Josh: [white person voice] “Oh I’m not racist because I went to see Kanye West last summer! I also painted over the black lives matter poster on Bank Street because I want people to remember that white lives also matter as much, if not a little bit more than, black lives. I don’t mean to be offensive.”
Joe: That’s the undercurrent I sense from many of my peers. It isn’t the performer’s responsibility and it isn’t the black community’s responsibility to teach white people how to behave appropriately in public.
Josh: Simple ideas like not saying n**** loudly because it is still a racial epithet that’s threatening to black people when it is uttered by white people. That’s just true.
I know Kanye West says it a lot in The Life of Pablo, too bad. You’ll need to learn to be decent. Don’t be hostile by screaming a word that many have let you know is not acceptable when coming out of the mouth of white folks. Every once in a while a slip up is ok. Everybody gets caught up but there’s no excuse to use it constantly when you are called out on it. When somebody is uncomfortable with you saying n**** loudly in their face at a rap show it is because they are genuinely upset.
Joe: Have you had other conversations with black friends about how white people come into spaces and make you uncomfortable?
Josh: I’m amazed by how different crowds become as soon artists reach a critical mass where they have a large percentage of white fans. I’ve been to shows with only black people and a few months later in the same venue seeing a similar artist with a lot more white fans and the energy changes.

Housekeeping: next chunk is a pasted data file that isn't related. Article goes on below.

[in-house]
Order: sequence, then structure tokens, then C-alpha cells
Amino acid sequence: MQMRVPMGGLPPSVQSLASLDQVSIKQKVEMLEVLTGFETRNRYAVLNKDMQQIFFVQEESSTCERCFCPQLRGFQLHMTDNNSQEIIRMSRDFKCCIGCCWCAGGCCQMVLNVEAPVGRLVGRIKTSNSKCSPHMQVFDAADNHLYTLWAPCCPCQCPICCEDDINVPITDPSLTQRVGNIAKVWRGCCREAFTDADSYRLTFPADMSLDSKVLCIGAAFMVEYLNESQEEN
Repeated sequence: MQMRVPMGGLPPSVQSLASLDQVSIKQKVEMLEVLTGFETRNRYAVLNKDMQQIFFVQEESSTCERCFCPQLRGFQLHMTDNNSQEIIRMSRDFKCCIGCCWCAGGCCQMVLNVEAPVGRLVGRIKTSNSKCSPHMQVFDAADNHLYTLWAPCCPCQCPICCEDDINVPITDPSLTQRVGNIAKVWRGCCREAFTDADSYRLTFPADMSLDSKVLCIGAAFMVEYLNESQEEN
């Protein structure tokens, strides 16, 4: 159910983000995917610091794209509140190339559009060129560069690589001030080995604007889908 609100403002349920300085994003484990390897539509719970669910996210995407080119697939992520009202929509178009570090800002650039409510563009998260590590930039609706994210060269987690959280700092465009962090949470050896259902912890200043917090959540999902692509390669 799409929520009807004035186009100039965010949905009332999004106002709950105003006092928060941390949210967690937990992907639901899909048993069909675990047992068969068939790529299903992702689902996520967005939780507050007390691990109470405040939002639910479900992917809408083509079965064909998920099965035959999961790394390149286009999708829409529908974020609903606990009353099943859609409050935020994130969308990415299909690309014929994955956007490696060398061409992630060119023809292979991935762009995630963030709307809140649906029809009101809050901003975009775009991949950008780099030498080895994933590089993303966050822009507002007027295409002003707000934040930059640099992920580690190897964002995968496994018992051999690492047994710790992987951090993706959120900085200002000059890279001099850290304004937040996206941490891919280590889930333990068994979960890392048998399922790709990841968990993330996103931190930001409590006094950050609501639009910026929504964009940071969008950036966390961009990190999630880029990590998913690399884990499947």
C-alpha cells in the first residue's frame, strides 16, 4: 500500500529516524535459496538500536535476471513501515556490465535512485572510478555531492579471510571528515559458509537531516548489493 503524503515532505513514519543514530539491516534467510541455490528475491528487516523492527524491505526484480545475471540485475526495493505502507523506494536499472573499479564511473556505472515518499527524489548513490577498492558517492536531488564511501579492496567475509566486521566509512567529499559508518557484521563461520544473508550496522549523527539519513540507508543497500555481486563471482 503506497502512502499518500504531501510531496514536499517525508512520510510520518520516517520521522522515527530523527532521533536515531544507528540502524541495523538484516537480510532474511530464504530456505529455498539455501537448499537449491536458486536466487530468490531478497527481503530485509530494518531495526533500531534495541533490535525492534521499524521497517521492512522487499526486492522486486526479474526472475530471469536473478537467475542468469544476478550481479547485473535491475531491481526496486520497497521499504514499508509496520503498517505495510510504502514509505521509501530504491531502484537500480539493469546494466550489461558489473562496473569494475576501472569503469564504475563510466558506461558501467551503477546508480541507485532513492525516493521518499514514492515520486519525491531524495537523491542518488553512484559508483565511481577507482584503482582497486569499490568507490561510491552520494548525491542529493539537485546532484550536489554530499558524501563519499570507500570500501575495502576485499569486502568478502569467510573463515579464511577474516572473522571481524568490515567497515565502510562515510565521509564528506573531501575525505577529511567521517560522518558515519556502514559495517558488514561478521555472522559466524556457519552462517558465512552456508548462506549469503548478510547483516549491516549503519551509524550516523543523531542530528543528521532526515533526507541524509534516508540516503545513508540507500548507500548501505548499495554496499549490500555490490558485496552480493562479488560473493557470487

It was a place that previously was a really exciting place for black people to hang out, enjoy music and each other’s company. Now it is a place where we have to negotiate and police the behaviour of people who often behave in a way that is unacceptable. Which is a drag.
At shows where there aren’t white people no one has one eye open looking at someone who might yell n**** in their direction. That’s the biggest difference. When white people show up sometimes so does racism.
A few months ago in Toronto, Travis Scott was opening for Rihanna and a white fan rapped the full lyrics to “3500”. He said the n- word few times. To me it was uncomfortable with the conviction he landed on that n****. He didn’t think about it for a second.
Joe: Oh God. I did not hear about that.
Josh: Complex reported on it and Travis Scott kinda congratulated the kid on it. In the crowd you could see mostly white folks. Is it on artists to check fans from doing stuff like this?
Joe: I don’t want to put that responsibility on the artist. They don’t want to fuck with their money.
Josh: If you say “Hey white boy you can’t say that.”
Joe: Is Rodeo going to keep selling?
Josh: It is tricky.
Joe: Closing thoughts?
Josh: Fuck Anthony Fantano.
Joe: He’s endemic of so many of the problems with whiteness and rap music.
Josh: He’s a germ. It is a celebration of music that black people don’t even really like. For instance I like the Travis Scott record but I know lots and lots of black people who don’t. I think that’s a more mainstream opinion on the record and idiots like him are saying this guy made the best trap album ever. That is not true, Dirty Sprite 2 is. There’s been so many projects you’d have to put ahead of that one. Let black people determine what shit really slaps.
Joe: Listen actively, reflect, be conscious of the space you take up and those around you. Have fun but don’t have fun at the expense of other people’s humanity.